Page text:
There’s nothing more disappointing than a disjointed story. If you’ve ever seen a movie that the ending just did not follow the plot or left you scratching your head, a story that doesn’t have a logical flow and end is frustrating to your audience. When you tell a story, make sure that you are telling the entire story. That starts with good planning. Know where your story starts, where it ends, and how it gets there. Good marketing campaigns are framed in this same way with a central idea that accomplishes a single goal. Your stories should do the same. If you’re not seeing interaction with your marketing efforts, make sure that you are providing that clear storyline and conclusion because that might be part of the issue with your campaign.
4. Keep it real
Many people can smell a lie in marketing like a shark can smell blood in the water. If you make something up, be prepared that someone is most likely going to call you out for it. To avoid this, keep stories realistic and based on facts, not imaginary numbers or concepts. It’s important to ensure that your stories grounded in truth because people are going to check especially in this digital age and take it a step further by vetting your sources. User-created knowledge bases may be easy to access in your search results but it doesn’t mean that they are reliable. Evaluate and have a set of standards for your facts, if you can’t find something that reinforces your points, you might want to avoid using it. This also counts for customer testimonials and stories too—don’t make them up. Not only does this create a factual dilemma, but it also creates an ethical one that could be very costly.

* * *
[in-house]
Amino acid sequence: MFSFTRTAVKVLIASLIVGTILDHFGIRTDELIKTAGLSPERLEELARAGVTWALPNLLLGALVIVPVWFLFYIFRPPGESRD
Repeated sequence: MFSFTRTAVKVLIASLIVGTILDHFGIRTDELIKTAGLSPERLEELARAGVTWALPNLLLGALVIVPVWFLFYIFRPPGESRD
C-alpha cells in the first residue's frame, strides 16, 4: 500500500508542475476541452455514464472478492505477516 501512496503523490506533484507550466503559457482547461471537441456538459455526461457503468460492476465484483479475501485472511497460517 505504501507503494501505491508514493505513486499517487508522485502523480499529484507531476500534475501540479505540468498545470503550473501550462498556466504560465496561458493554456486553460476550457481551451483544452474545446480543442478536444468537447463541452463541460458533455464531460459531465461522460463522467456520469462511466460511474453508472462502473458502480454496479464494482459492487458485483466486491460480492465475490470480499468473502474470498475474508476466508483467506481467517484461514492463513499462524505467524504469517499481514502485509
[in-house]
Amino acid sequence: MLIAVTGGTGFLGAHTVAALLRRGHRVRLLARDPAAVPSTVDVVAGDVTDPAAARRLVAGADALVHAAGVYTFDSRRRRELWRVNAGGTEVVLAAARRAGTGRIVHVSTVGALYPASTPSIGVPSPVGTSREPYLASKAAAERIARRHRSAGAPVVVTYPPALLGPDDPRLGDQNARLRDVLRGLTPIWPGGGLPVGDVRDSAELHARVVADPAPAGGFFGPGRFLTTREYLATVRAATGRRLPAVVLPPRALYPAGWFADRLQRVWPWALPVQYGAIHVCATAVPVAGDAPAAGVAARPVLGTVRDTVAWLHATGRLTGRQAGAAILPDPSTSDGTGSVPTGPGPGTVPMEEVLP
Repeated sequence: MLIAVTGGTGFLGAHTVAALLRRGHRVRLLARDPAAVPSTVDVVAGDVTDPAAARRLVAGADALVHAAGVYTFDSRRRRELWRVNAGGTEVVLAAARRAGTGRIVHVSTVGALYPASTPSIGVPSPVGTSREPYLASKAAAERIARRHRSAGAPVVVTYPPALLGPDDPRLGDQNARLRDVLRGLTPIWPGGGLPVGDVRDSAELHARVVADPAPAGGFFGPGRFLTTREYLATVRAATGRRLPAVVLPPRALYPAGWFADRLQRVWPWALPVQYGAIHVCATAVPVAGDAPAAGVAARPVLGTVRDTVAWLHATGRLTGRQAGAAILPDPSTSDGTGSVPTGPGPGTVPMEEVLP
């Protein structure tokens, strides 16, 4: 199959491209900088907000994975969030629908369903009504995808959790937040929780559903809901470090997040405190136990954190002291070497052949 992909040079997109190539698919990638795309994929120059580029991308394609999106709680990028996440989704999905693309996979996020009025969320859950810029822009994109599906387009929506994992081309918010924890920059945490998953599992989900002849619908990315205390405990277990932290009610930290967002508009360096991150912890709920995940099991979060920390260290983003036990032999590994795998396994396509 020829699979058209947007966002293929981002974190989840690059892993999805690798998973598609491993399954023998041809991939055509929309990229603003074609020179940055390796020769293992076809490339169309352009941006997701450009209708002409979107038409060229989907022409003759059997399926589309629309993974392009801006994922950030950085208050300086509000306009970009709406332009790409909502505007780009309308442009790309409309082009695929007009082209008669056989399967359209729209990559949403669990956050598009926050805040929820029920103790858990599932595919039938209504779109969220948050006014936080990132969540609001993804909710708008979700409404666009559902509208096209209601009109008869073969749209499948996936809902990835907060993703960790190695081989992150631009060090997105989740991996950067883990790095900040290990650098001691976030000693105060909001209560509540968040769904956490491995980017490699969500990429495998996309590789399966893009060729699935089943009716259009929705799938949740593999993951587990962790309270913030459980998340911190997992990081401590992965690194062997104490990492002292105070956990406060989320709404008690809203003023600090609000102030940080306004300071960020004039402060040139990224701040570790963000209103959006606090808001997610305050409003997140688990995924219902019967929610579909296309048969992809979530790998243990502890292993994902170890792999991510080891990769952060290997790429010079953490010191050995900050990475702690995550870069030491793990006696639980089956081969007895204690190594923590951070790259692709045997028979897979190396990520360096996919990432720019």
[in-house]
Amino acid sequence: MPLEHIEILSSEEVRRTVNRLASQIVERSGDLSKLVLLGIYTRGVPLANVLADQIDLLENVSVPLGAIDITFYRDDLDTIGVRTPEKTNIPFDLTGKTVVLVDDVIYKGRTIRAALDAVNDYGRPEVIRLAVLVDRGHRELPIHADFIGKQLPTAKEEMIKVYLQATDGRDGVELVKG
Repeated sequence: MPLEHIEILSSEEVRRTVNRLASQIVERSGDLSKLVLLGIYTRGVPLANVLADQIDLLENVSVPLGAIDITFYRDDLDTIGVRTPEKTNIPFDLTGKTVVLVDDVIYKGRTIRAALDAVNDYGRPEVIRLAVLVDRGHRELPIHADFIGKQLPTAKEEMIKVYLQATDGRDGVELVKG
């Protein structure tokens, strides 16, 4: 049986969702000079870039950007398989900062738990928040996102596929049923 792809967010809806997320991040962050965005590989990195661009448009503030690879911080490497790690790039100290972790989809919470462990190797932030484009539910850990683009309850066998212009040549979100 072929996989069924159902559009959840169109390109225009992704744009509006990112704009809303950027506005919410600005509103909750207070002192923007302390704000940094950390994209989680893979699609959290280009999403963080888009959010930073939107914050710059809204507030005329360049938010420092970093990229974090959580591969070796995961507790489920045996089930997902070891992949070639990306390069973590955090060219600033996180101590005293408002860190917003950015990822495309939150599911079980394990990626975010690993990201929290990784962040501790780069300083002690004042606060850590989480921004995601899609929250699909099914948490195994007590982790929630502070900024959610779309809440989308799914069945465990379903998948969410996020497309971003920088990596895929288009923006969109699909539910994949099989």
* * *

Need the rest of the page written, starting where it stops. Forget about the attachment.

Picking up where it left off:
5. Visualize it
According to Bynder, 90% of information transmitted to the brain is visual. It falls in line with the adage that a picture is worth a thousand words and it definitely is something we all remember better. While what you write is absolutely important, how you reinforce it is just as important. One of the main values they teach you when designing layouts is that you use images to lead the eye down the page and keep your reader engaged. Your copy might be fantastic, but that doesn’t mean you don’t need images to keep people engaged. When was the last time you read something without images? Did you get through it all? While some scientific and academic publications can get away with not using images, they are often regarded as dry or uninteresting by the masses. You don’t want your stories to have the same impact, so take a few extra minutes and include images to further your story.
So where does this leave marketers and their content campaigns? In the COVID-19 era, these storytelling tips are more important than ever and align well with longer sales cycles, the shift to education rather than promotion, and increase in customer service-oriented organizations. As Sugar’s Chief Marketing Officer, Clare Dorrian, recently told CMSWire, “customers expect brands to be consistent in their actions and authentic in their intentions. The current environment increases the expectation for empathy and authenticity, and when brands get it right and stay true to themselves, customers respond with increased loyalty.”
Customers are seeking a genuine story, genuine engagement—what better way than to tell a story and make them part of it?